Friday, January 11, 2019

Spinning Stars (fixing a quilt top)

In a few weeks, I will be going to the second annual family craft retreat. This has me focused on what I want to bring and what I may have to do to have it ready to work on (so to speak).

One project that I didn't want to just pack up and take was the quilt I'm calling Bright Stars on Black. I did a lot of work on it at the last retreat, getting it to the point that the blocks were assembled, final layout was chosen, and the horizontal rows of the top were sewn.

After I got home, I had to cut a few more pieces from the black background and got the top completely assembled.
I put it on my design wall to take a look and discovered that I had rotated the centres of a few of the blocks. I had carefully positioned them to flow with the light to dark pattern of the quilt and they had gotten rotated when I sewed the rows together.

And there the quilt hung. For quite a while.

When I wanted the design wall for another quilt, I marked all the blocks that I wanted to change and took it off the wall. I put a safety pin on the top right of each block I wanted to fix (purple circle below - obviously the quilt was off the wall and rotated by the time I took the picture). Then I put a safety pin inside the centre at the corner that I wanted to face the top right (green circle).
Some were rotated 90^ and some were 180^ and this way I would be able to keep it straight.

And there the quilt sat for quite a while.

But thinking about bringing this to the retreat and basically putting the top together again did not sit well with me. So I pulled it out and decided that if I wasn't getting around to this at the sewing machine, I would do it by hand. The sewing part would be faster by machine, but the "surgery" part of it was most of the work and would be the same either way.

I pulled it out this week and got to work. One block at a time, I took out the seams around the centre square and rotated the it so the safety pins would line up.
From the back, I pinned the centre of each side to hold the block in place.
Then I pinned one side at a time to be sewn.
Normally in hand stitching you would mark the seam, but I just followed the previous stitching line.
At the middle of each side, four seams intersected. I reinforced the two that I wasn't sewing so that the stitching wouldn't come undone. Normally it would be held in place by the crossing seam, but I didn't trust the hand sewing to do that very well and a lot of them had already "popped" open and had to be resewn.

I followed a path at each intersection to get through it all efficiently without having to start a new thread:
However far the seam had popped open, I just made sure to overlap with the previous stitches about an inch or inch and half each time. I had to do the same thing at each corner.

When I made it around all four sides, I was done!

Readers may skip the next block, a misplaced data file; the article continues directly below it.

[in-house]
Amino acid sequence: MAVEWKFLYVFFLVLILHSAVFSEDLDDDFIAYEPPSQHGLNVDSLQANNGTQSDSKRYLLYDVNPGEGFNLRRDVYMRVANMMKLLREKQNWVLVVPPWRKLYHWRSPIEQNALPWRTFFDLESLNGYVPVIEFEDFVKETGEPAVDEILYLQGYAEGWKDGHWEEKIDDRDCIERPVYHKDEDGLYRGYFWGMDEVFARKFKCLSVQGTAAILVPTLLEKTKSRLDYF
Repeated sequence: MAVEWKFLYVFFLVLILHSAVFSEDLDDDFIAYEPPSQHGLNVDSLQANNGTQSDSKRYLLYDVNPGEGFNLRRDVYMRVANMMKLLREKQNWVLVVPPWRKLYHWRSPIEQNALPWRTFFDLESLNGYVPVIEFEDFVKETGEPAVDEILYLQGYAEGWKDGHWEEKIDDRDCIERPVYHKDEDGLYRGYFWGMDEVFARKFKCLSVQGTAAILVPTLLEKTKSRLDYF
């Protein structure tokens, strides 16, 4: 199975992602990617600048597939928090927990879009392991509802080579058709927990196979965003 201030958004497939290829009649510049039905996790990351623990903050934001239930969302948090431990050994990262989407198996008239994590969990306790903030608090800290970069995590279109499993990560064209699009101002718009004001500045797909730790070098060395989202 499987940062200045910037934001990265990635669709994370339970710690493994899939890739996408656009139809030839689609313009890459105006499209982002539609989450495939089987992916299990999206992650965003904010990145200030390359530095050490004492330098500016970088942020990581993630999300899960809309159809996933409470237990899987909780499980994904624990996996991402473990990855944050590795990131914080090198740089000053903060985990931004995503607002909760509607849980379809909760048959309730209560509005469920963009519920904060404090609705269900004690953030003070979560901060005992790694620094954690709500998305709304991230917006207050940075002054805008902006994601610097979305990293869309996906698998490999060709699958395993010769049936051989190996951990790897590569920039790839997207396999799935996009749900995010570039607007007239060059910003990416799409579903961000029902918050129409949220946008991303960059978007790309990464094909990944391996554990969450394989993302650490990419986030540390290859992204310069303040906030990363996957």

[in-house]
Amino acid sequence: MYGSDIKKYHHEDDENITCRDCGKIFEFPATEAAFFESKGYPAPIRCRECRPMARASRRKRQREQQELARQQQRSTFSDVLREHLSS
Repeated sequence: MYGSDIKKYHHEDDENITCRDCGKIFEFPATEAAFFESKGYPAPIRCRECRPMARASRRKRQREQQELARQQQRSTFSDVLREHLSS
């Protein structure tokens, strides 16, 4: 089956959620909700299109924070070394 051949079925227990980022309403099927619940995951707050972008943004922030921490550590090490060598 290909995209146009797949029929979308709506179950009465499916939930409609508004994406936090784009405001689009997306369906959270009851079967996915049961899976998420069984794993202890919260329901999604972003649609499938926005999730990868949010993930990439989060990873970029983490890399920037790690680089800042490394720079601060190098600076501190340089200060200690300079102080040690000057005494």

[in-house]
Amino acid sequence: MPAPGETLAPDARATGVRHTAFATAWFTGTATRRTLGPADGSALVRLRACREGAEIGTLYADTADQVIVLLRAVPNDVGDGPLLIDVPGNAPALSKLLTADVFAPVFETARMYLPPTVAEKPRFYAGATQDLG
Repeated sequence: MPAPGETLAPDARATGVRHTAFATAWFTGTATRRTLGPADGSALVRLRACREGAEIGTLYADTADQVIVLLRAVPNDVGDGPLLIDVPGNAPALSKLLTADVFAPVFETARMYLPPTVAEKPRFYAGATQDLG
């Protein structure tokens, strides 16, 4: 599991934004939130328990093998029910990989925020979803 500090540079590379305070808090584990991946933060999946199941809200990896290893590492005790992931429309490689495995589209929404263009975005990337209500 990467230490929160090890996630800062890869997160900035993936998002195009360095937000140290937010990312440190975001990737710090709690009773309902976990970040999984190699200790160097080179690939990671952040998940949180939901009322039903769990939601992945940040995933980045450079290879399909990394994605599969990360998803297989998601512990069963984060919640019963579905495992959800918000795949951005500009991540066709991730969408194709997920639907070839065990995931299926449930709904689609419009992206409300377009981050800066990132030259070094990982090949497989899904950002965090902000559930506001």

Next I pressed the seams depending on which direction the seams around it were going. Sometimes the block fit in perfect, but a lot of times I couldn't quite continue the left-right pattern of the pieces around it. (For example, at the bottom left, two adjacent seams are both pressed down.) The good part about hand sewing is that you don't sew down the seam allowances, so I could decide which way to press the seams after the sewing was done.

A final press from the front, and the block was fixed:
I didn't count but there were maybe 6 or 7 blocks that had to be fixed. I got them all done this week, which feels great.

Then I pulled out all the little stars I made for the border.
I have to decide where all of them will go. I'll try to match the rainbow gradient of the centre of the top but I'm sure it won't work out perfectly.

I haven't decided how far I want to get this before the retreat but I did order batting for it. Which means if I get the top done, I have the supplies to quilt it (and finish it?) at the retreat. The place we're going to this year is specifically set up for quilters so there are large tables to use. That would be a lot better for basting then anything I have here. Seems like I should take advantage of that. :)

Friday, January 4, 2019

Snappy Project Bag

For Christmas this year, I made a project bag for my sister. Now that she has it, I can share it here.

The steps are basic, but the result is cute and useful.

Step 1. Cut fabric for outside and lining.
For a bag that's 10"(height)x13"(width), I cut the two pieces 10.5"x13.5" for the outside and two pieces 12.75"x13.5" for the lining.

If you have a large enough piece and your fabric doesn't have a directional print, you can use one piece for the outside 20.5"x13.5" and one piece for the lining 25"x13.5".
The owls will be on the outside and the trees will be the lining.
2. Sew side and bottom seams.